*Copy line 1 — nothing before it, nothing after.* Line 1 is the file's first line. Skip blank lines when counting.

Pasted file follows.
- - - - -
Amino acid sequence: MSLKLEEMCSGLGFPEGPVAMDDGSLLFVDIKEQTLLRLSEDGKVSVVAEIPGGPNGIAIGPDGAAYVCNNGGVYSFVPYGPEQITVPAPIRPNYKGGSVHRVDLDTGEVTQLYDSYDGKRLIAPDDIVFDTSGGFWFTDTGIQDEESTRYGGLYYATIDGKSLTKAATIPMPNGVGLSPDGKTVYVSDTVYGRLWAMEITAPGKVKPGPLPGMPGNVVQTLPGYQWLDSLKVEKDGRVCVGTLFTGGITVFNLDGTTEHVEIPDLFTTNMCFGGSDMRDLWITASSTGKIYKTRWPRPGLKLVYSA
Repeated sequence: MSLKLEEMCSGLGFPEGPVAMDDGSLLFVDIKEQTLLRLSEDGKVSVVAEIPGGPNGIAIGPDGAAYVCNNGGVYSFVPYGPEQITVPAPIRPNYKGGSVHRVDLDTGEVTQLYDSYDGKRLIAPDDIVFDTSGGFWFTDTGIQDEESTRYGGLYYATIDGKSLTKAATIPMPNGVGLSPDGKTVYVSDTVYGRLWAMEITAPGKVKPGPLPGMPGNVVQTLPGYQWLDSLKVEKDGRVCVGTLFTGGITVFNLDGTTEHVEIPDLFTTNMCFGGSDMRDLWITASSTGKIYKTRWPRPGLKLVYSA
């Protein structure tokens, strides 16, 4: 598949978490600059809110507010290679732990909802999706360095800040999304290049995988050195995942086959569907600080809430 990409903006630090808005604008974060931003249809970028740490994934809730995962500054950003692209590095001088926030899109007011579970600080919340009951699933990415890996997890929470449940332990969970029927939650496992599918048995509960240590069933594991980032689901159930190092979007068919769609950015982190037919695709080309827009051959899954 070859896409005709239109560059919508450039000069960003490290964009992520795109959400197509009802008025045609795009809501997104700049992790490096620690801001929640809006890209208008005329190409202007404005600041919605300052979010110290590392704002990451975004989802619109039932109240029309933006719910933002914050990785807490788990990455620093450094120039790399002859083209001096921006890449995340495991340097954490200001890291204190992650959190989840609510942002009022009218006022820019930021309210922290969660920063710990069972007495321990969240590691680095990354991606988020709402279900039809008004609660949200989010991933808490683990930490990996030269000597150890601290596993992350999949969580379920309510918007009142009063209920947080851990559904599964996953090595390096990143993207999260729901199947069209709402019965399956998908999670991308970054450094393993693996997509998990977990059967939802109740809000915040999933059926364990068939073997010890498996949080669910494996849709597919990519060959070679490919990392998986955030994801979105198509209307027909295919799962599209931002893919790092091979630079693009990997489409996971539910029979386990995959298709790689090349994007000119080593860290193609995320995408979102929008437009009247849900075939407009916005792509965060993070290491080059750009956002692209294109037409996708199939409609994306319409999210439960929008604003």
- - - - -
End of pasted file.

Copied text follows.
Amino acid sequence: MSLKLEEMCSGLGFPEGPVAMDDGSLLFVDIKEQTLLRLSEDGKVSVVAEIPGGPNGIAIGPDGAAYVCNNGGVYSFVPYGPEQITVPAPIRPNYKGGSVHRVDLDTGEVTQLYDSYDGKRLIAPDDIVFDTSGGFWFTDTGIQDEESTRYGGLYYATIDGKSLTKAATIPMPNGVGLSPDGKTVYVSDTVYGRLWAMEITAPGKVKPGPLPGMPGNVVQTLPGYQWLDSLKVEKDGRVCVGTLFTGGITVFNLDGTTEHVEIPDLFTTNMCFGGSDMRDLWITASSTGKIYKTRWPRPGLKLVYSA